Assessing the origin of bacteria in tap water and distribution system in an unchlorinated drinking water system by SourceTracker using microbial community fingerprints

Gang Liu; Ya Zhang; Mark, E. van der; Magic-Knezev, A.; Pinto, A.; Bogert, B. van den; Wentso Liu; Meer, W. van der; Medema, G

Water Research, 138 86-96; 10.1016/j.watres.2018.03.0432018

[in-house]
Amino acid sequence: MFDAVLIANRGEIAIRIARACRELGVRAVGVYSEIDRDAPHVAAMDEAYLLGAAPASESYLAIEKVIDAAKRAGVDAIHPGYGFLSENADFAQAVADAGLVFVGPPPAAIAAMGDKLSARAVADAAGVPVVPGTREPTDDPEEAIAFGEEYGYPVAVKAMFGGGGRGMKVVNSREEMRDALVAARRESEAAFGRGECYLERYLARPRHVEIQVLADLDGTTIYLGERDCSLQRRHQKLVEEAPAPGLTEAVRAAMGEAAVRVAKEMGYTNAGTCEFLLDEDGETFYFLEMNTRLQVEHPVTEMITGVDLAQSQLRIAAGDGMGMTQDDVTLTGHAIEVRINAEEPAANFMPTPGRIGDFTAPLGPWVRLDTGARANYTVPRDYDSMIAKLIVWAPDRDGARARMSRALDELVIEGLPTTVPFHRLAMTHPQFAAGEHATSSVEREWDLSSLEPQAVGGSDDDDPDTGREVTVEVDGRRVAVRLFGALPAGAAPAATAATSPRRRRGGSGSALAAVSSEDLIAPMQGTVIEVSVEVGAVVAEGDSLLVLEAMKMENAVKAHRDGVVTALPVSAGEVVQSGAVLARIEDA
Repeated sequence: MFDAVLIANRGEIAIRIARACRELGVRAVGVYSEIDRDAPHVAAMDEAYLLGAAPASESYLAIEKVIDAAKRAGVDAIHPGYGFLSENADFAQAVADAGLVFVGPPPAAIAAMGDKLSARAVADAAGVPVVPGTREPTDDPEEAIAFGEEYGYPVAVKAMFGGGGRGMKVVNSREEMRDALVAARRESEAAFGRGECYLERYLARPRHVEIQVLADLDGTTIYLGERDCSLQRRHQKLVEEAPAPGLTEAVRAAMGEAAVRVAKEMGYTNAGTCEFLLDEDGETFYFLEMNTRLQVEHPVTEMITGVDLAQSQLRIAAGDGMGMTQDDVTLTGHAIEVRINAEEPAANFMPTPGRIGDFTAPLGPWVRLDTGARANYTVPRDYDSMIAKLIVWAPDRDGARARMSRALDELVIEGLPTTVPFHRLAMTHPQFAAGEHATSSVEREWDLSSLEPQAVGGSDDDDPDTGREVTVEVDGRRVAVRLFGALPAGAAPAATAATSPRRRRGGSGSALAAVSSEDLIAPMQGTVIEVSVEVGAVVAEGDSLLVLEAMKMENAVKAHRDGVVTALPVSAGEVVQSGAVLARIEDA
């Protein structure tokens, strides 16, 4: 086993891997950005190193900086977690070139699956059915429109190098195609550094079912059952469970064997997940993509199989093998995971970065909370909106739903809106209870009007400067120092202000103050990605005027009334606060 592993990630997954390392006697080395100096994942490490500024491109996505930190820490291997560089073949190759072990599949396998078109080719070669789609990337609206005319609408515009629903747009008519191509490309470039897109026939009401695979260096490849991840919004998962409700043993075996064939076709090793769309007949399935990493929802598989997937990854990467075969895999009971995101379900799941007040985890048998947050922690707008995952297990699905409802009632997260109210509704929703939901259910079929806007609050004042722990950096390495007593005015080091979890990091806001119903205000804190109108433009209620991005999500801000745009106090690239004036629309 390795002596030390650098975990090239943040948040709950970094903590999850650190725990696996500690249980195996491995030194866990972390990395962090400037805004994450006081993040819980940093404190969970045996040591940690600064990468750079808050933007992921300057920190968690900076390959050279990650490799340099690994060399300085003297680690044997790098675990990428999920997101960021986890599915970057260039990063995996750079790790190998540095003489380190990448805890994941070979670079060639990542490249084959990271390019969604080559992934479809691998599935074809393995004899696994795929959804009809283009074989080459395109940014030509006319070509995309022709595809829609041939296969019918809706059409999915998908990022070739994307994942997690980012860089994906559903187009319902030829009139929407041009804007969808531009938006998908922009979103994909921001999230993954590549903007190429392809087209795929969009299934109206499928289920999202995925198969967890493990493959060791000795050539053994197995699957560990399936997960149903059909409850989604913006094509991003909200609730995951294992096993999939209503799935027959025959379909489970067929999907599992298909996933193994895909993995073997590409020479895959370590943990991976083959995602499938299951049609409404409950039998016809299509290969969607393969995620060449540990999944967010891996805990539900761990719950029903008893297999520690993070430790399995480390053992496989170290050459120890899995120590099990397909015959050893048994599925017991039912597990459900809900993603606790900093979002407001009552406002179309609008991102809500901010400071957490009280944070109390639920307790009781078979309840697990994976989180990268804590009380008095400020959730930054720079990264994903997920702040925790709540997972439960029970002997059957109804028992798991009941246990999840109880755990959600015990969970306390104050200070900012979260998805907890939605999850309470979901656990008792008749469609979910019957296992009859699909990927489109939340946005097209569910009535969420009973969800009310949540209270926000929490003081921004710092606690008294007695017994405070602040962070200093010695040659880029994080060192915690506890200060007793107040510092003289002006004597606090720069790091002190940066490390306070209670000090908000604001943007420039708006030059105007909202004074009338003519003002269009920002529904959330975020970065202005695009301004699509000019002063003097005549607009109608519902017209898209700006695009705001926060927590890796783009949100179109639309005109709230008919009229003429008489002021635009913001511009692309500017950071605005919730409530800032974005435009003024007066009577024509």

The general consensus is that the abundance of tap water bacteria is greatly influenced by water purification and distribution. Those bacteria that are released from biofilm in the distribution system are especially considered as the major potential risk for drinking water bio-safety. For the first time, this full-scale study has captured and identified the proportional contribution of the source water, treated water, and distribution system in shaping the tap water bacterial community based on their microbial community fingerprints using the Bayesian “SourceTracker” method. The bacterial community profiles and diversity analyses illustrated that the water purification process shaped the community of planktonic and suspended particle-associated bacteria in treated water. The bacterial communities associated with suspended particles, loose deposits, and biofilm were similar to each other, while the community of tap water planktonic bacteria varied across different locations in distribution system. The microbial source tracking results showed that there was not a detectable contribution of source water to bacterial community in the tap water and distribution system. The planktonic bacteria in the treated water was the major contributor to planktonic bacteria in the tap water (17.7–54.1%). The particle-associated bacterial community in the treated water seeded the bacterial community associated with loose deposits (24.9–32.7%) and biofilm (37.8–43.8%) in the distribution system. In return, the loose deposits and biofilm showed a significant influence on tap water planktonic and particle-associated bacteria, which were location dependent and influenced by hydraulic changes. This was revealed by the increased contribution of loose deposits to tap water planktonic bacteria (from 2.5% to 38.0%) and an increased contribution of biofilm to tap water particle-associated bacteria (from 5.9% to 19.7%) caused by possible hydraulic disturbance from proximal to distal regions. Therefore, our findings indicate that the tap water bacteria could possibly be managed by selecting and operating the purification process properly and cleaning the distribution system effectively.

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